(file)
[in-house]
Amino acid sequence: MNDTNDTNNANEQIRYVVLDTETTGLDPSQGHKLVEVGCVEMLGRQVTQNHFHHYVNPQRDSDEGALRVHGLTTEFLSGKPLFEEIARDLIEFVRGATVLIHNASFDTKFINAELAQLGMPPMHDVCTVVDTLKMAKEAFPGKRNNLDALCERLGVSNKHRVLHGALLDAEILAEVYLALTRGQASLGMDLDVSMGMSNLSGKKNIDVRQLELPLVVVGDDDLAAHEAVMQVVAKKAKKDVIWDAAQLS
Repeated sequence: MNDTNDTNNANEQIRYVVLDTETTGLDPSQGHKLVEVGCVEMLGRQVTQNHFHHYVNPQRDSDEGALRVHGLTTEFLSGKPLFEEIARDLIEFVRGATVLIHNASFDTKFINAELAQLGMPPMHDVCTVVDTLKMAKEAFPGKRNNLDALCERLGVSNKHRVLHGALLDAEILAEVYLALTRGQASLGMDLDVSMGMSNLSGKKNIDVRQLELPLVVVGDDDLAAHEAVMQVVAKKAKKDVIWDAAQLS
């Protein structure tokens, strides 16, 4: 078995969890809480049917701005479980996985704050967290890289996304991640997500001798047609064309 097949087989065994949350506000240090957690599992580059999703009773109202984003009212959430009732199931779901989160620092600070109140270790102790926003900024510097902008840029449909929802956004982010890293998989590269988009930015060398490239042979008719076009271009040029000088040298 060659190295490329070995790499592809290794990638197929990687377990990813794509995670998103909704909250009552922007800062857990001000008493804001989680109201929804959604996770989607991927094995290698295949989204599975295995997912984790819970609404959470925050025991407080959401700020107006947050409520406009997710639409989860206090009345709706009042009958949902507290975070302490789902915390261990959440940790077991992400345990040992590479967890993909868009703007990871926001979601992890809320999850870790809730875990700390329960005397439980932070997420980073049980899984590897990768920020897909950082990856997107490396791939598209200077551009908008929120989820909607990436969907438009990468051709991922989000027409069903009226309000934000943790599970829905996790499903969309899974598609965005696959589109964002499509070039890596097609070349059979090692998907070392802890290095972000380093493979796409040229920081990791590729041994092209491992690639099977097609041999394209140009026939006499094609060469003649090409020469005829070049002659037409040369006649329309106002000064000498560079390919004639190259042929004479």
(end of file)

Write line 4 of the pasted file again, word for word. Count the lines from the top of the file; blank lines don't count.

């Protein structure tokens, strides 16, 4: 078995969890809480049917701005479980996985704050967290890289996304991640997500001798047609064309 097949087989065994949350506000240090957690599992580059999703009773109202984003009212959430009732199931779901989160620092600070109140270790102790926003900024510097902008840029449909929802956004982010890293998989590269988009930015060398490239042979008719076009271009040029000088040298 060659190295490329070995790499592809290794990638197929990687377990990813794509995670998103909704909250009552922007800062857990001000008493804001989680109201929804959604996770989607991927094995290698295949989204599975295995997912984790819970609404959470925050025991407080959401700020107006947050409520406009997710639409989860206090009345709706009042009958949902507290975070302490789902915390261990959440940790077991992400345990040992590479967890993909868009703007990871926001979601992890809320999850870790809730875990700390329960005397439980932070997420980073049980899984590897990768920020897909950082990856997107490396791939598209200077551009908008929120989820909607990436969907438009990468051709991922989000027409069903009226309000934000943790599970829905996790499903969309899974598609965005696959589109964002499509070039890596097609070349059979090692998907070392802890290095972000380093493979796409040229920081990791590729041994092209491992690639099977097609041999394209140009026939006499094609060469003649090409020469005829070049002659037409040369006649329309106002000064000498560079390919004639190259042929004479």